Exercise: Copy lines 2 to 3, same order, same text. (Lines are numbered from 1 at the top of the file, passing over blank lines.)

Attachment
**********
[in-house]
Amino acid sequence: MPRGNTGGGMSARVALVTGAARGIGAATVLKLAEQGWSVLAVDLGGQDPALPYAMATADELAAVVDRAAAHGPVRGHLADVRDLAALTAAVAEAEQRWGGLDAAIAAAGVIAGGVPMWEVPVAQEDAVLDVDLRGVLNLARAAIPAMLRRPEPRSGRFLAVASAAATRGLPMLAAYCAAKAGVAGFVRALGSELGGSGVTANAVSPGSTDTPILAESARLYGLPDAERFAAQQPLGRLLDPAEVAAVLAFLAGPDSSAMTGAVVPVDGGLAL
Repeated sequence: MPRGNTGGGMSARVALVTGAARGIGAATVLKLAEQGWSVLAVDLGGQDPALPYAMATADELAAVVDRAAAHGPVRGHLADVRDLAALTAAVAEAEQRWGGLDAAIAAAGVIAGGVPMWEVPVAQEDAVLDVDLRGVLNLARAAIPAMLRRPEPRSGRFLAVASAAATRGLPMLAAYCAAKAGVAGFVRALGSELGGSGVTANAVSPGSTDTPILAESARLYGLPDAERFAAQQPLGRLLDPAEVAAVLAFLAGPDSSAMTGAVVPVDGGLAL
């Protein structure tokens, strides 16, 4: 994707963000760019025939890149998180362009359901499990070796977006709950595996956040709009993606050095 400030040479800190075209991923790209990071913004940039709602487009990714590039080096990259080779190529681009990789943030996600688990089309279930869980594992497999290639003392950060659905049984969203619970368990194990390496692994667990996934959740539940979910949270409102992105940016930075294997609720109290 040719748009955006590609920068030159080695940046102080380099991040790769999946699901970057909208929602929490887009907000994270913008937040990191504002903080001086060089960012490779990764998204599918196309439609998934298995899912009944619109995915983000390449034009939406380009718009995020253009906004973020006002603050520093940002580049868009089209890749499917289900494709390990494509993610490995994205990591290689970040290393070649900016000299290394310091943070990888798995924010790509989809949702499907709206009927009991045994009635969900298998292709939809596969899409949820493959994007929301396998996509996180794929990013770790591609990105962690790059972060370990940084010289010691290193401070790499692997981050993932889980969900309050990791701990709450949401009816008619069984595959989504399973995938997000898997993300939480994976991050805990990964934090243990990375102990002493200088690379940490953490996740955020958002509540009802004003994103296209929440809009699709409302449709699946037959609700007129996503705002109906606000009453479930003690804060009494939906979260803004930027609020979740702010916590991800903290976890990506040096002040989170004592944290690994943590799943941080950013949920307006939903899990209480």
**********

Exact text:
Amino acid sequence: MPRGNTGGGMSARVALVTGAARGIGAATVLKLAEQGWSVLAVDLGGQDPALPYAMATADELAAVVDRAAAHGPVRGHLADVRDLAALTAAVAEAEQRWGGLDAAIAAAGVIAGGVPMWEVPVAQEDAVLDVDLRGVLNLARAAIPAMLRRPEPRSGRFLAVASAAATRGLPMLAAYCAAKAGVAGFVRALGSELGGSGVTANAVSPGSTDTPILAESARLYGLPDAERFAAQQPLGRLLDPAEVAAVLAFLAGPDSSAMTGAVVPVDGGLAL
Repeated sequence: MPRGNTGGGMSARVALVTGAARGIGAATVLKLAEQGWSVLAVDLGGQDPALPYAMATADELAAVVDRAAAHGPVRGHLADVRDLAALTAAVAEAEQRWGGLDAAIAAAGVIAGGVPMWEVPVAQEDAVLDVDLRGVLNLARAAIPAMLRRPEPRSGRFLAVASAAATRGLPMLAAYCAAKAGVAGFVRALGSELGGSGVTANAVSPGSTDTPILAESARLYGLPDAERFAAQQPLGRLLDPAEVAAVLAFLAGPDSSAMTGAVVPVDGGLAL